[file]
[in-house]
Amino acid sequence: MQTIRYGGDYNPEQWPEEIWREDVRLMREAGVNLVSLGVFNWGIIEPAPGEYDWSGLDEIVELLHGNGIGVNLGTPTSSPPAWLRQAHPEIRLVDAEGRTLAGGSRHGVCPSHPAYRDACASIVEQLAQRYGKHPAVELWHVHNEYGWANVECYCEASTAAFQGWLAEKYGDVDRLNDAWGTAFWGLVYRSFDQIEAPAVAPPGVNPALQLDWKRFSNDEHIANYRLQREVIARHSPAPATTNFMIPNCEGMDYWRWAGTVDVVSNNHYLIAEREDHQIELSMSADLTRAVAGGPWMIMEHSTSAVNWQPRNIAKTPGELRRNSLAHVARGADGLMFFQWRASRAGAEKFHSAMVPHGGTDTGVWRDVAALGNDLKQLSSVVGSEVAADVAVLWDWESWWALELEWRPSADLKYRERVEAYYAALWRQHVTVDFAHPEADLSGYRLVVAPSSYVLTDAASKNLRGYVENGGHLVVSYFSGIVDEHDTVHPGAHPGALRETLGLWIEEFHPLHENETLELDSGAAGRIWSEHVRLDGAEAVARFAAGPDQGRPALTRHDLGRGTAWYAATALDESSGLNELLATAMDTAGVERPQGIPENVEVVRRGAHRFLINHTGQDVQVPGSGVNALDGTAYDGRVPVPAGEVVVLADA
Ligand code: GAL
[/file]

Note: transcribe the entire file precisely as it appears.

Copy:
[in-house]
Amino acid sequence: MQTIRYGGDYNPEQWPEEIWREDVRLMREAGVNLVSLGVFNWGIIEPAPGEYDWSGLDEIVELLHGNGIGVNLGTPTSSPPAWLRQAHPEIRLVDAEGRTLAGGSRHGVCPSHPAYRDACASIVEQLAQRYGKHPAVELWHVHNEYGWANVECYCEASTAAFQGWLAEKYGDVDRLNDAWGTAFWGLVYRSFDQIEAPAVAPPGVNPALQLDWKRFSNDEHIANYRLQREVIARHSPAPATTNFMIPNCEGMDYWRWAGTVDVVSNNHYLIAEREDHQIELSMSADLTRAVAGGPWMIMEHSTSAVNWQPRNIAKTPGELRRNSLAHVARGADGLMFFQWRASRAGAEKFHSAMVPHGGTDTGVWRDVAALGNDLKQLSSVVGSEVAADVAVLWDWESWWALELEWRPSADLKYRERVEAYYAALWRQHVTVDFAHPEADLSGYRLVVAPSSYVLTDAASKNLRGYVENGGHLVVSYFSGIVDEHDTVHPGAHPGALRETLGLWIEEFHPLHENETLELDSGAAGRIWSEHVRLDGAEAVARFAAGPDQGRPALTRHDLGRGTAWYAATALDESSGLNELLATAMDTAGVERPQGIPENVEVVRRGAHRFLINHTGQDVQVPGSGVNALDGTAYDGRVPVPAGEVVVLADA
Ligand code: GAL